Facebook Gives FBI Private Messages of Capitol Hill Protesters

Facebook co-founder, Chairman and CEO Mark Zuckerberg arrives to testify before the House
Chip Somodevilla/Getty Images

Facebook is giving the FBI data on users who took part in the Capitol Hill riot, including their private messages, as many of the events that took place on January 6 appear to have been organized on the social media platform.

A criminal complaint filed on Wednesday against New York resident Christopher M. Kelly reveals that a search warrant was issued on his Facebook account, according to a report by Forbes.

The FBI wanted Kelly’s private messages — as well as his linked IP address, phone number, and Gmail address — after being tipped off about Facebook posts containing images of him allegedly participating in the Capitol Hill riot earlier this month.

“I’ll be with ex-NYPD and some Proud Boys. This will be the most historic event of my life,” said Kelly to another Facebook user who told him to stay safe at the event in Washington, DC, and to watch out for Antifa.

The report added that Kelly’s messages suggest his brother is a retired police officer, and that the two of them had planned to go to the Capitol.

“Tear gas, police, stopped the hearing, they are all headed to the basement,” said Kelly in a private message in a group chat on January 6, later adding, “Fuck these snakes. Out of OUR HOUSE!”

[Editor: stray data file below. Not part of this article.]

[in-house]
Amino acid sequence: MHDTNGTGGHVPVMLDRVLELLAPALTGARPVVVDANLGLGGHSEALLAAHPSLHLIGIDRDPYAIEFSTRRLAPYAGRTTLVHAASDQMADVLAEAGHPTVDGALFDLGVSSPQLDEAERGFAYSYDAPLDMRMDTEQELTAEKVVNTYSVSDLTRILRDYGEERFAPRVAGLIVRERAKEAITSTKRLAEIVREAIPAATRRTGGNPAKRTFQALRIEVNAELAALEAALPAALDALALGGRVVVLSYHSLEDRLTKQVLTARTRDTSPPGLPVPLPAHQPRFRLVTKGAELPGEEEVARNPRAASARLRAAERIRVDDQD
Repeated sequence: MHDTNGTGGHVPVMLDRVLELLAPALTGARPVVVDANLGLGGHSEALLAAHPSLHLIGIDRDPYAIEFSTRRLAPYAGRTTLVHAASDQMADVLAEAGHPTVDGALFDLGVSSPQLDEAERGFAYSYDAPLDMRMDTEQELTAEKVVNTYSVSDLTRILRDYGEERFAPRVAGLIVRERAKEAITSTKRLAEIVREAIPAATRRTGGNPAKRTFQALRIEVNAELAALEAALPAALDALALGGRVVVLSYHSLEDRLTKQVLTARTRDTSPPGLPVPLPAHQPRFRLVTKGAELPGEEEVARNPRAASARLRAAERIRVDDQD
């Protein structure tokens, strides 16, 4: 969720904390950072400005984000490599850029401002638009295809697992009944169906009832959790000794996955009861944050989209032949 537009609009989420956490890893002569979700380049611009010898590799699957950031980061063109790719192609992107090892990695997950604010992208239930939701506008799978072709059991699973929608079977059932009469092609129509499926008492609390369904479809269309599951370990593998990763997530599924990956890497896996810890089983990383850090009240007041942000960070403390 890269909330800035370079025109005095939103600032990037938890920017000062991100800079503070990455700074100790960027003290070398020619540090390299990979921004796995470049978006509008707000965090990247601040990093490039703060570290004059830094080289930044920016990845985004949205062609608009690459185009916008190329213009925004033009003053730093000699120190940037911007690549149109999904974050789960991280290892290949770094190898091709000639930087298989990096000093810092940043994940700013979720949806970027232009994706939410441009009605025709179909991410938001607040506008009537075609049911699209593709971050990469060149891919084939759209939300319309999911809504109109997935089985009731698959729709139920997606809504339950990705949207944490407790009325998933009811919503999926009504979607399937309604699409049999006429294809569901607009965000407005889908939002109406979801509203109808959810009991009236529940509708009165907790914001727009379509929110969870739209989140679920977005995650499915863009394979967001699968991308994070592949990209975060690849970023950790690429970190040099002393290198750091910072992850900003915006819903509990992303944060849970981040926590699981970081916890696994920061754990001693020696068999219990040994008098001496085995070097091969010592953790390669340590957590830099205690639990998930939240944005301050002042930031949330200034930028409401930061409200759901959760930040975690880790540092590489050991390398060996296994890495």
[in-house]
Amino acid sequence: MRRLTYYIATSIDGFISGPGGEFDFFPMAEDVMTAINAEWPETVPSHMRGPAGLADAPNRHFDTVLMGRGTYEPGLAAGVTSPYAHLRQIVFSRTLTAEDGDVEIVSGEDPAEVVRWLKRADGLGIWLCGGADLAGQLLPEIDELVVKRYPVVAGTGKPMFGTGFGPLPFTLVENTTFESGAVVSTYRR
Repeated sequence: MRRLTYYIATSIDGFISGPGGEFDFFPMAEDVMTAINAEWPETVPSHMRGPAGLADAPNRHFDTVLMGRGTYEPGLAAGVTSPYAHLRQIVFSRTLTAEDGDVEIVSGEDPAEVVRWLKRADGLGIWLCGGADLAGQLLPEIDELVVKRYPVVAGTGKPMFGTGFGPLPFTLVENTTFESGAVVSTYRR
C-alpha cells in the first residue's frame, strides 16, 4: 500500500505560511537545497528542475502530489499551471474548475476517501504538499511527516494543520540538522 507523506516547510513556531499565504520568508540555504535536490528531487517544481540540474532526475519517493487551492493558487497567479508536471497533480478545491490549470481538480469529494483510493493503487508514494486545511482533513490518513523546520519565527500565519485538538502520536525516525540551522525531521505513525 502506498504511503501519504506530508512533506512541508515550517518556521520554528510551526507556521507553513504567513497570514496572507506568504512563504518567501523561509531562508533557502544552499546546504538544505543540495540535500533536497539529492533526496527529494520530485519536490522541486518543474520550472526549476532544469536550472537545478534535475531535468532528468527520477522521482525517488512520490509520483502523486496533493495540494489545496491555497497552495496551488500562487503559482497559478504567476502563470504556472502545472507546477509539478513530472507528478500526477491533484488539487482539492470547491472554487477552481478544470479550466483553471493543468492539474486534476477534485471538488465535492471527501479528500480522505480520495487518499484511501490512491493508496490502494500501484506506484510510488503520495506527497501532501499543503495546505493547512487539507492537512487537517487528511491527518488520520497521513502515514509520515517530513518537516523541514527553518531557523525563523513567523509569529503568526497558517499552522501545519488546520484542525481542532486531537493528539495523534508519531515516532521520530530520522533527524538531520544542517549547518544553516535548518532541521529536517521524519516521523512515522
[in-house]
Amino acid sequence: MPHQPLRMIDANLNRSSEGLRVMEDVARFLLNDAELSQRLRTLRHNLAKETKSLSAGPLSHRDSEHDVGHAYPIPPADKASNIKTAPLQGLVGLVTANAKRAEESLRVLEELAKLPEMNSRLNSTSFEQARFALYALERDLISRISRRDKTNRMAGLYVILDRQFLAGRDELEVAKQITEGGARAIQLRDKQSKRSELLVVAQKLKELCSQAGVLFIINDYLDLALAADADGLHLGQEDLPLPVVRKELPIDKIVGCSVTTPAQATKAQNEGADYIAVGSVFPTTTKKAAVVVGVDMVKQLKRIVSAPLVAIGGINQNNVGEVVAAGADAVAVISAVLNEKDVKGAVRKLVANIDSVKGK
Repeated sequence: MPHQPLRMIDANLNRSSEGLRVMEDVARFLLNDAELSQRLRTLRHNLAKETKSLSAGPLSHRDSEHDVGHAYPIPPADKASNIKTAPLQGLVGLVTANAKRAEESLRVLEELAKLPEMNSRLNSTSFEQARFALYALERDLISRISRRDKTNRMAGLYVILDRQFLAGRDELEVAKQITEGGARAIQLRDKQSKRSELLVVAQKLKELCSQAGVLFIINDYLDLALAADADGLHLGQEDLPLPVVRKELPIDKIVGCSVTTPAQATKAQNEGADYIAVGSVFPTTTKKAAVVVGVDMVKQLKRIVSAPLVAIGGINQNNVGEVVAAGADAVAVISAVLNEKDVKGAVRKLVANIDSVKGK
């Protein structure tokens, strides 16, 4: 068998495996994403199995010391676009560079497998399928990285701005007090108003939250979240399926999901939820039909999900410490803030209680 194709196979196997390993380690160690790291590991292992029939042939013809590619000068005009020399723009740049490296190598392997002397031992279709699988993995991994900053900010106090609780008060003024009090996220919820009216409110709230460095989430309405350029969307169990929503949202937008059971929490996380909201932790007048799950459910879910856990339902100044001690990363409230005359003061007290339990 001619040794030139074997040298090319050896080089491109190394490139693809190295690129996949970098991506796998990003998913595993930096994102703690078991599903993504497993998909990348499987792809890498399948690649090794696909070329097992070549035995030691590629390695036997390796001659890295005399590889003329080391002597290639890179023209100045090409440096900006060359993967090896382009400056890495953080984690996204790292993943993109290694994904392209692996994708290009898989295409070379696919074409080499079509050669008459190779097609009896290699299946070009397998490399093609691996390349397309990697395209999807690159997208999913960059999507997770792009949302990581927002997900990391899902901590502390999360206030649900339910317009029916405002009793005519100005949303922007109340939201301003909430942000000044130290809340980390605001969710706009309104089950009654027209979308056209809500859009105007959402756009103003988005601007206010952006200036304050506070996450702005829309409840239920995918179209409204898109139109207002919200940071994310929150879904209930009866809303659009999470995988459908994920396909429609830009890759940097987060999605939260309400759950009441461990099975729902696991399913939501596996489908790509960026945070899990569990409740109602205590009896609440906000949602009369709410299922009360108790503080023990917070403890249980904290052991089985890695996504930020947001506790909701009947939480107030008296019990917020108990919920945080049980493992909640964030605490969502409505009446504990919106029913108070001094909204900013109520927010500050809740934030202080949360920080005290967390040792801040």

Facebook also provided the FBI with an IP log, which indicated that Kelly had traveled from New York to Silver Spring, Maryland, just outside of Washington, DC on January 6.

According to the complaint, Kelly also posted a photo on January 9 that appeared to show him without a shirt on, holding an American flag in front of the Capitol. Kelly told another social media user, “That’s me — my brother took it.”

The report added that an arrest warrant has been issued, but there is no indication that Kelly has been arrested.

After the Capitol Hill riot on January 6, big tech companies insisted that the protests with organized on smaller social media sites, such as Parler. Tech giants even used that claim as an excuse to justify forcing Parler off the internet, despite most of the protesters’ conversations surrounding their plans on Capitol Hill appearing to be hosted on other social media platforms.

Shortly after the riot, Facebook Chief Operating Officer Sheryl Sandberg stated that the attack was organized on fringe sites, notes Forbes. But based on this criminal complaint, and others, that is not the case.

Mounting evidence suggests that individuals used Facebook to help organize the protest. The DOJ has filed several charges against protesters who were using Facebook to plan their visit to Washington, D.C., as well as post about their attendance to Capitol Hill.

You can follow Alana Mastrangelo on Facebook and Twitter at @ARmastrangelo, and on Instagram.


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